Perhaps not surprisingly for a young lawn care magnate, Barr planned to major in economics at Vanderbilt. Yet while he had been responsible for divvying up the pay in his business, econ proved a little too long on math and theory for someone more comfortable with, well, getting in the weeds of day-to-day business operations. In HOD, he found a perfect fit. Keynesian theory might be foreign to him, but the social dynamics of organizations and communities were familiar ground for someone used to huddles and locker rooms.

“Whenever school comes around, I actually am really excited for it,” Barr said. “I enjoy going to class and sitting and learning. I don’t like writing papers, really, but I enjoy the feeling that you get after writing a really good paper—when you know you killed it. You can learn a lot along the way. I enjoy that aspect and learning different things that I wouldn’t learn otherwise, being in class and being in discussions.”

How you are in one thing is how you are in everything.

On the field, Barr wasted no time making his presence felt, even amid the complications of beginning a collegiate career amid a pandemic. He ranked third in tackles per game among SEC freshmen in 2020, including a team-best 10 against Missouri. A year later, he started every game, had more interceptions than any other SEC linebacker and ranked second on the Commodores in tackles. He’s still at it as a senior, entering the final stretch of his final season ranked second on the team in tackles and in the midst of a streak of 34 consecutive starts.

Yet there was a difference between being ready to play and ready to lead, and Barr knew enough to know that he still had much to learn about the latter. Older teammates like Gavin Schoenwald and Ben Bresnahan, his hosts when he first visited Vanderbilt and still two of his closest friends, helped show him the way.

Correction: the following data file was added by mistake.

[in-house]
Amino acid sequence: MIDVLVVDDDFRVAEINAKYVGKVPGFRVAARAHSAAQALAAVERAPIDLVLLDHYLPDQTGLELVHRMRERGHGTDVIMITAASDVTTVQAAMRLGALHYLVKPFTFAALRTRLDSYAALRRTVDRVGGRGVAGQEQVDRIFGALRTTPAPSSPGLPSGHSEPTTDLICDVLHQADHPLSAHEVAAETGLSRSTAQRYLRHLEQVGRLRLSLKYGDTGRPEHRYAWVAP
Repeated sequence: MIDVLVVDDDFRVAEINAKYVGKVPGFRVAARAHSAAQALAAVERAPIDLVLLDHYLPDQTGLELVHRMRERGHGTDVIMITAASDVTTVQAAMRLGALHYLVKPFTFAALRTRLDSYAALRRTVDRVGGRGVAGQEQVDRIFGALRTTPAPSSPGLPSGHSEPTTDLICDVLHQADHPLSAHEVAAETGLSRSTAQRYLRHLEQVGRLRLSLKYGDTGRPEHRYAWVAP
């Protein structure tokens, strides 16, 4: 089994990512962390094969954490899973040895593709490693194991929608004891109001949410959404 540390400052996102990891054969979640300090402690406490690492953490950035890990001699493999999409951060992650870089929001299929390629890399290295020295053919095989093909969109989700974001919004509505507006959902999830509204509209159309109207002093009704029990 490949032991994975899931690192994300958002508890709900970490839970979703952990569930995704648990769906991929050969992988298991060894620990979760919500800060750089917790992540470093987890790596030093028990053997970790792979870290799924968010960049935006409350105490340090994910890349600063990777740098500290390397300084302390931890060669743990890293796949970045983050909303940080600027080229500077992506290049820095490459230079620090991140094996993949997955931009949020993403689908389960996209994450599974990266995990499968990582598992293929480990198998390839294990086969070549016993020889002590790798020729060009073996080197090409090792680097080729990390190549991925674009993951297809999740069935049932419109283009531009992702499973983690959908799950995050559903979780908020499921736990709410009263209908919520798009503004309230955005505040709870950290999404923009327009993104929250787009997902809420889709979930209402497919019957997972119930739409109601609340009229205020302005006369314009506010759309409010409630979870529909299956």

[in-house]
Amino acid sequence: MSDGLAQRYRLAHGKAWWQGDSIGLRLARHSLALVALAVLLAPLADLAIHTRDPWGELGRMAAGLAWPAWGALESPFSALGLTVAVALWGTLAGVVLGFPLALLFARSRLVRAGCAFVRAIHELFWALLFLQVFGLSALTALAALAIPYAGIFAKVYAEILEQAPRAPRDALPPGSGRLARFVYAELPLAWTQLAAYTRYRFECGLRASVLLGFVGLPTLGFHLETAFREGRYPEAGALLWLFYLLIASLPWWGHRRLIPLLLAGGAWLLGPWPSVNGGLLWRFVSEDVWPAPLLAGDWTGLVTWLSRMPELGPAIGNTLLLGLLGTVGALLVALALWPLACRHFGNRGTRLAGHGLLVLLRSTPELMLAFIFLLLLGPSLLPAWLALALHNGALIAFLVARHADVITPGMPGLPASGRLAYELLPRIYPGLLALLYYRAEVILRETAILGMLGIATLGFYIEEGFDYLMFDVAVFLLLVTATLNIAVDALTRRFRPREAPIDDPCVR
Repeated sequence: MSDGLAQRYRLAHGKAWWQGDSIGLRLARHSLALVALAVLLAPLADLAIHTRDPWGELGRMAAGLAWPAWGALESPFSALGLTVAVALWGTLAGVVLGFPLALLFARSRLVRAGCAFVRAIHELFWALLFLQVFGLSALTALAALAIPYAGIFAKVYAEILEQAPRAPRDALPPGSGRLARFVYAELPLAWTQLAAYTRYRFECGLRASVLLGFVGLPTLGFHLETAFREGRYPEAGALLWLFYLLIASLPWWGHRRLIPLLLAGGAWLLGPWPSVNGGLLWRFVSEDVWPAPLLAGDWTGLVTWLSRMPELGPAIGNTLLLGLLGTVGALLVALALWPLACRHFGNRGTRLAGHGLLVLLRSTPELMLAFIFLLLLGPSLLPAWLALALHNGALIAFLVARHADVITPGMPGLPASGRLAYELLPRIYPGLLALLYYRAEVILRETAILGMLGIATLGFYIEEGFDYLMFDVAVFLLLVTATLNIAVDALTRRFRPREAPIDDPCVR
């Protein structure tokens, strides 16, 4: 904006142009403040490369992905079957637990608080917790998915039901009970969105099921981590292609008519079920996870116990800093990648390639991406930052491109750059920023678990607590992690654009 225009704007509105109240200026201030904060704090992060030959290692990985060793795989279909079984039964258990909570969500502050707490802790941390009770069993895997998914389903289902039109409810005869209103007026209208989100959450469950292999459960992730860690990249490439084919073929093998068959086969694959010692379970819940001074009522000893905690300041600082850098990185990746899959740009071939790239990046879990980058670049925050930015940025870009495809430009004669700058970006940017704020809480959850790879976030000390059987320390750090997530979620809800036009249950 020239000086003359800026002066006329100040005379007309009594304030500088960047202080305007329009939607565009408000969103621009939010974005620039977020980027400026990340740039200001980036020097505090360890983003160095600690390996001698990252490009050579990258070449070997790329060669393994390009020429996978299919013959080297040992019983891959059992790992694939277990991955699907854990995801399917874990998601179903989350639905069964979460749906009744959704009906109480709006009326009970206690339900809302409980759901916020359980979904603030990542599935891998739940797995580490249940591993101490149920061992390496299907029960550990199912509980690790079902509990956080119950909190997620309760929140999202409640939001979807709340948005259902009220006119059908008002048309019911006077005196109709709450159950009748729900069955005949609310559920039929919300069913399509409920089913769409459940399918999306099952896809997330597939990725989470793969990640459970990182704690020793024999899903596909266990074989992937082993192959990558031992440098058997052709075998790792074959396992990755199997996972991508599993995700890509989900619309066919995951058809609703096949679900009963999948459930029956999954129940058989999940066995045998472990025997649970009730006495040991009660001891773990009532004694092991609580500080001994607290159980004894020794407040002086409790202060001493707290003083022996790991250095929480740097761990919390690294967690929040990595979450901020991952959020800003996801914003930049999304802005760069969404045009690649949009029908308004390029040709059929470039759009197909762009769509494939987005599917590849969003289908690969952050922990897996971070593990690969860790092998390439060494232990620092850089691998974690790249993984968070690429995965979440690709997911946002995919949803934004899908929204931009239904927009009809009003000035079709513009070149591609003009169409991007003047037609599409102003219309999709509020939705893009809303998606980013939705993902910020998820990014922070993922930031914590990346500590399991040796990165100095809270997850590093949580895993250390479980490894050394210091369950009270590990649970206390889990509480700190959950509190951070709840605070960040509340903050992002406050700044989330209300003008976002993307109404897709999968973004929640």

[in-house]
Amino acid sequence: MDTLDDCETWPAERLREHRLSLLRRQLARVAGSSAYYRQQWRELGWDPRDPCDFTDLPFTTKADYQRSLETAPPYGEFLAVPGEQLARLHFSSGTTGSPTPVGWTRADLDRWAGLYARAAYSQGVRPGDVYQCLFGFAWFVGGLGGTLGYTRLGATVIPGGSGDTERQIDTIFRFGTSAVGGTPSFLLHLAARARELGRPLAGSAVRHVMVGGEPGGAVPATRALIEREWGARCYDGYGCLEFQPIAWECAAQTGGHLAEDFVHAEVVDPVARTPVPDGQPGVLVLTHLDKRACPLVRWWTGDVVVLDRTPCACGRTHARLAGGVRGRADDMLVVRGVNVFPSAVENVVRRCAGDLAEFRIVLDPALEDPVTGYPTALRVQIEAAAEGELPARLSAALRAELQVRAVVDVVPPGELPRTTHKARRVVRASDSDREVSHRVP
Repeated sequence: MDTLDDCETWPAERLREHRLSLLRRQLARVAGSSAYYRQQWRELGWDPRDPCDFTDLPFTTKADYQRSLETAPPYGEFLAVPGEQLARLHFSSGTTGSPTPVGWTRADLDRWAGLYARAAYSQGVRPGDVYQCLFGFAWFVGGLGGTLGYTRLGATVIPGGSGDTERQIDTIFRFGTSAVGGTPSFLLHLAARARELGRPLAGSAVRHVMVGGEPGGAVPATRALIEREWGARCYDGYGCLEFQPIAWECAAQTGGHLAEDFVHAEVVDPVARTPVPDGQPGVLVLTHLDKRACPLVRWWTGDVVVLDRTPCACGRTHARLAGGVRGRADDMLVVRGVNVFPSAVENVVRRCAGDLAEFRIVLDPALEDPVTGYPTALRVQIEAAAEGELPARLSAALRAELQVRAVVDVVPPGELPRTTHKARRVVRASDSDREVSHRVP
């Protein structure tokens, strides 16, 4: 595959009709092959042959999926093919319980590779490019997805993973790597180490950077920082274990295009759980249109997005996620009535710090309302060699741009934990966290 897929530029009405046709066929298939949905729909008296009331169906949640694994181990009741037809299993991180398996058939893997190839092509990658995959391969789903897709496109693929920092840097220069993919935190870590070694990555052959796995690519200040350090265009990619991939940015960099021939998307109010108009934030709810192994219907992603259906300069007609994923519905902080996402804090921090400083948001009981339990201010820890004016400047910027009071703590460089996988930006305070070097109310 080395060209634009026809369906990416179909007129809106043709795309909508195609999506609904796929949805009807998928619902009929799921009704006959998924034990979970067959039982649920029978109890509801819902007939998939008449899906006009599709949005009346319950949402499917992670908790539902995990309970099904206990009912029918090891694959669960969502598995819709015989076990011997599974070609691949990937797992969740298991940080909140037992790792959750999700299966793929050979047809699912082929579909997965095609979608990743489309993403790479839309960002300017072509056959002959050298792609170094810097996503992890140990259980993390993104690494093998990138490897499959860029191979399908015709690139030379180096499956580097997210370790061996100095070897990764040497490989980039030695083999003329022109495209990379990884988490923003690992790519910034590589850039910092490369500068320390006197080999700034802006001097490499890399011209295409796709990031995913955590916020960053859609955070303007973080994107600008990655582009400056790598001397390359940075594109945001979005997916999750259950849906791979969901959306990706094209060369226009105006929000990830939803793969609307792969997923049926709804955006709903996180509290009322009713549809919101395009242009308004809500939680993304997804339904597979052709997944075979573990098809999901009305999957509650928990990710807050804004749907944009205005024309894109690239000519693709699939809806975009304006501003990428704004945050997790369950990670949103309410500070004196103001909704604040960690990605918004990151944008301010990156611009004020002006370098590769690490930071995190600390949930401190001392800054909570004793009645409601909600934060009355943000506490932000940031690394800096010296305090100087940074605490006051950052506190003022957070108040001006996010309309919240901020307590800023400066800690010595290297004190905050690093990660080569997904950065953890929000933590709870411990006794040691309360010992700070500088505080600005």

“There were a lot of people who I looked up to,” Barr said. “And it’s like you have to learn how to follow really well first.”

But not forever. Barr’s growth earned him a position as captain each of the past two seasons, joining Jaylen Mahoney as the only two defensive representatives to hold that role for Teams 2 and 3.

“I’ve learned about stepping out of your comfort zone,” Barr said. “Once you earn the respect and trust from the coaches and your teammates—if you’re a leader and you’ve done enough to have a voice—you have the right to step in and say something and take control of the situation and do whatever you think needs to be done. I think that can be respected. I don’t know if I’ve always done that, but definitely this year I’ve tried to start to develop some of that. Because at the end of day, to be most impactful, a leader has to be willing to take charge.”

A leader must also be willing to learn—learn to lead and even learn how to learn. That reveals itself in the classroom, the community, the locker room and when the opposing quarterback takes the snap on the final drive and all those hours in the film room pay off.

Only then will you be able to help those around you learn. For Vanderbilt football, that influence will be felt now and long after Barr makes his final tackle.

How you are in one thing is how you are in everything.